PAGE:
Chikkanna Nayaka was succeeded by his elder brother Linganna Nayaka, also known as Madakeri Nayaka III. At this time there was a serious disagreemtn amongst the Dalavayis as to the rightful successor to the throne. One group, headed by Panchamara Muddanna, imprisoned and later killed Linganna Nayaka, and placed Donne Rangappa Nayaka on the throne. Muddanna remained the strongest man in Chitradurga until another faction headed by Dalavayi Bharamappa took power. Muddanna and his brothers were soon destroyed, and Donne Rangappa was imprisoned.
Dalavayi Bharamappa was interested in the integrity of the state. Without a direct heir to the throne, he, in consultation with the other elders of the court, brought in a distant heir named Bharamappa Nayaka. The new Nayaka ascended to the throne in about 1689. This was a difficult time for the state; it was during this period that the Mughals overran the possessions of Bijapur and established their government at Sira, of which Basavapattana and Budihal were made paraganas, and to which Chitradurga and other neighbouring states of Paleyagars became tributaries. There were many battles during the reign of this Nayaka between both Chitradurga and Harapanahalli as well as Rayadurga and Bijapur. The Nayaka was successful in all these battles. His long reign of 33 years (1689–1721) was equally remarkable for the extent of his benefactions. He is said to have built as many as 30 temples, three or four palaces, five strong forts, and not less than 20 tanks throughout his territory. A part of the Chitradurga fort and a number of gateways and bastions are also attributed to him. The only thing from which people suffered during this reign was the great plague in 1703, which took a heavy toll and caused an almost complete evacuation of the capital city for some days.
Upon his death in 1721, Bharamappa Nayaka was succeeded by his son Hiri Madakeri Nayaka. Within two or three years of accession, the young prince had to face the consequences of a famine and the Maratha raid under Piraji. His reign was punctuated with a number of hostilities against Harapanahalli, Savanur, Bidanur and the Marathas. He was generally successful in his engagements and annexed a large tract of country in the north-east extending beyond Molakahnuru. There was a great battle in Mayakonda in 1747–48 between Chitradurga and the confederate forces of Bidanur, Rayadurga, Harapanahalli, and Savanur. The Chitradurga army met with disaster, and the Nayaka was slain by Somashekhara Nayaka of Harapanahalli. During the reign of this Nayaka, Chitratlurga rose in prosperity; state revenue reached 300,000 Durgi Pagodas. The chief is remembered for the construction of a number of temples, but he also made arrangements for a number of worship ceremonies and festivals in different temples.
Kasturi Rangappa Nayaka II
The next Nayaka was his son Kasturi Rangappa Nayaka II, who retook Mayakonda. He achieved this with the help of the Maratha Sardar Murari Rao and the Subedar of Advani. Kasturi Rangappa Nayaka is said to have made various expeditions to the north and south, and in the latter direction gained some possessions in the Budihal region. He is also said to have maintained a friendship with the Subedar of Sira. He died in 1754 without an heir, and Madakeri Nayaka, called Madakeri Nayaka the last, son of one Bharamappa Nayaka of Janakal-Durga, was his successor.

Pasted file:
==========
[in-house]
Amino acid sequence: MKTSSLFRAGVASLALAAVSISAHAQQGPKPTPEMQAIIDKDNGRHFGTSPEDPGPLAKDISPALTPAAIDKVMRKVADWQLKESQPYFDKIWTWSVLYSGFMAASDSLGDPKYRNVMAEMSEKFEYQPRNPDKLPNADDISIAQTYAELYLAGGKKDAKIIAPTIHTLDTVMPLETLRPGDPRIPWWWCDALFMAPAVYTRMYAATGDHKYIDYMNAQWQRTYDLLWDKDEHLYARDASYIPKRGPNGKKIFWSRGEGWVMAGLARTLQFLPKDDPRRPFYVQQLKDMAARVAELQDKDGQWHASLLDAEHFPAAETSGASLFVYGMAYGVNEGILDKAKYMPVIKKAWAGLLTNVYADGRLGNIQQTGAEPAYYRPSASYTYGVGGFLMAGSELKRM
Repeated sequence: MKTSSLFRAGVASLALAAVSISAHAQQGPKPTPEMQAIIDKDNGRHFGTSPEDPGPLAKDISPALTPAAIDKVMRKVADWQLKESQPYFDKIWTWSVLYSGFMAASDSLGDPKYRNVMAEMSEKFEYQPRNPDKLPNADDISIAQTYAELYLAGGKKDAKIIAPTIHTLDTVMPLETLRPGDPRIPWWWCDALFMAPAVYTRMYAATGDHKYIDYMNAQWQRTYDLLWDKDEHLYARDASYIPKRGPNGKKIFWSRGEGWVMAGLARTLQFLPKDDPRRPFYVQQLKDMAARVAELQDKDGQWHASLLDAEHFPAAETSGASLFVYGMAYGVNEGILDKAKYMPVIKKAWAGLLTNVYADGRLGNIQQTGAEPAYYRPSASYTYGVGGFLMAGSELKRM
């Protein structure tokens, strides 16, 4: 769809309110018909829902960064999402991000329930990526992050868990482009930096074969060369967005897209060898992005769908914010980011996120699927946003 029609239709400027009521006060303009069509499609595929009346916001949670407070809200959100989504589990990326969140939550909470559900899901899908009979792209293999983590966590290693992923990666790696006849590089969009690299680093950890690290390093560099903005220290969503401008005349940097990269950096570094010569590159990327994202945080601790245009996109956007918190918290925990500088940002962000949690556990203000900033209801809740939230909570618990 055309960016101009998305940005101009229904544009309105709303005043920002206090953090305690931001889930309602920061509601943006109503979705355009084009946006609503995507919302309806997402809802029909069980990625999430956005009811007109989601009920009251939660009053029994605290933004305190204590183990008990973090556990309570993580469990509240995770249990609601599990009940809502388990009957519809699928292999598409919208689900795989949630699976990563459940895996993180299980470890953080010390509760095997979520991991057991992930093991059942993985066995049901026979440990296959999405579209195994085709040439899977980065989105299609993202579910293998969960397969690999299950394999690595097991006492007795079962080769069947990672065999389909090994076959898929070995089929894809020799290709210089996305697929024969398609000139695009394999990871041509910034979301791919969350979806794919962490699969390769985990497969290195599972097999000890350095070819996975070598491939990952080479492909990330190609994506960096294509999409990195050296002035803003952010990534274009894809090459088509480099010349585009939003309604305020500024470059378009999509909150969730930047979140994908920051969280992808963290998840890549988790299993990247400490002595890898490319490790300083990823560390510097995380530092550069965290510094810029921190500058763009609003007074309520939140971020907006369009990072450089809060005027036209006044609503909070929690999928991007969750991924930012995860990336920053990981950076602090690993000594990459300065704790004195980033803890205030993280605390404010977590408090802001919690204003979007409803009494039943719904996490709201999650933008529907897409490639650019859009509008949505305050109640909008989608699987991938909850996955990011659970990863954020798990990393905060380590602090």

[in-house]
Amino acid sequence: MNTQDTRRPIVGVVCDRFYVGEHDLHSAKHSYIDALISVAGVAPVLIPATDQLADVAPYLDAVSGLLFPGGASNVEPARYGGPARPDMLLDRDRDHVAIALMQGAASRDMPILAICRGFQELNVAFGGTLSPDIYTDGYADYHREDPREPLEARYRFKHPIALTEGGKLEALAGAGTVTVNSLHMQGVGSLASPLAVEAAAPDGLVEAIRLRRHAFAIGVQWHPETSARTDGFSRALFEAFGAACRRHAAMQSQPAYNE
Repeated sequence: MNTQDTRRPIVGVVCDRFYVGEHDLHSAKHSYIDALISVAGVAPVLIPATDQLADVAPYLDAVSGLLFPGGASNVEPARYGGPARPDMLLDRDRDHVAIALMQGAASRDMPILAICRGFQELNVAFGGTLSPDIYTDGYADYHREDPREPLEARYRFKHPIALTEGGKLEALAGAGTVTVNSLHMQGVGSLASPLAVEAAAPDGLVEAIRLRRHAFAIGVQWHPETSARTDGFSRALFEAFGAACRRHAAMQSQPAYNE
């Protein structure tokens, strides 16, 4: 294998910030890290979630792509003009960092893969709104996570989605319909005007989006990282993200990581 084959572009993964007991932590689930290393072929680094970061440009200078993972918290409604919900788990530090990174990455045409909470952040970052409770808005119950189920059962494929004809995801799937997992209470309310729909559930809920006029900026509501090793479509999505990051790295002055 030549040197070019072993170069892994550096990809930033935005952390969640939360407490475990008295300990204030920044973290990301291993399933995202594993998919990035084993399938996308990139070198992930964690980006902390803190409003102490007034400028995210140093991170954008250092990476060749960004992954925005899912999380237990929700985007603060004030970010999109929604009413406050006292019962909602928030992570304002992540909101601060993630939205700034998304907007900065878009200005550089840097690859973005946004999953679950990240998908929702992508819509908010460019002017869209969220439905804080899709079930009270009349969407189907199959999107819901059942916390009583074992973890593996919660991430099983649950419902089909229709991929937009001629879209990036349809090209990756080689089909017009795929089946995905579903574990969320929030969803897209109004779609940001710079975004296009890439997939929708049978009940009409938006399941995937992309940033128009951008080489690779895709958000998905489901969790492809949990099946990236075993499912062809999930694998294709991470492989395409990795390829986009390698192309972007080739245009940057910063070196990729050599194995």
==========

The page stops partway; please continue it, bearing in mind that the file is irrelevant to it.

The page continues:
Raja Veera Madakari Nayaka
Madakeri Nayaka, who was to be the last Nayaka of Nayak'a chi tradurga, as twelve years old at the time of his accession to the Chitradurga throne. The enemies of Chitradurga again tried to conquer it, but the Bedas remained faithful and defended the Nayaka. Kalyadurga made an effort alone and met with failure. In 1759–60, a united front formed by Rayadurga, Harapanahalli, and Savannr attacked. A battle took place near Ihoskere, with Chilradurga claiming victory, though with some losses. This was followed by some minor disturbances from the actions of the chiefs of Tarikere and Jarimale in the border areas of the state.
Chitradurga had become a powerful state in the south, such that the major powers like Haidar Ali and the Peshwas sought its help against each other. The Nayaka first helped Haidar Ali in his campaigns against Bankapur, Nijagal, Bidanur, and the Marathas. Despite this, the Nawab had been waiting for an opportunity to attack Chitradurga. In 1777, Haidar was threatened with a formidable invasion by the allied armies of the Marathas and the Nizam. The Nayaka of Chitradurga changed his allegiance, and Haidar marched upon Chitradurga, rejecting the offers of the chief to pay a large fine. The siege was maintained unsuccessfully for some months before an arrangement was entered into, and a fine of thirteen lakhs of pagodas was levied on the Chief. With the Maratha campaign over, Haidar once more approached Chitradurga, which held out against Haidar for months. With the assistance of treacherous Muhammadan officers in the Paleyagar's service, Chitradurga was taken in 1779. Madakeri Nayaka and his family were sent as prisoners to Srirangapattana, and 20,000 Beda soldiers from Chitradurga were sent to the island of Srirangapattana (Mysore), with the sole view of breaking up their power. After the death of the Nayaka, the Chitradurga treasury is said to have yielded to Haidar, inter alia, the following quantities of coins: 400,000 silver; 100,000 royal; 1,700,000 Ashrafi; 2,500,000 Dabolikadali; and 1,000,000 Chavuri.
- Gazetteer of India, Chitradurga District, 1967.
- Gazetteer of Mysore By B. L. Rice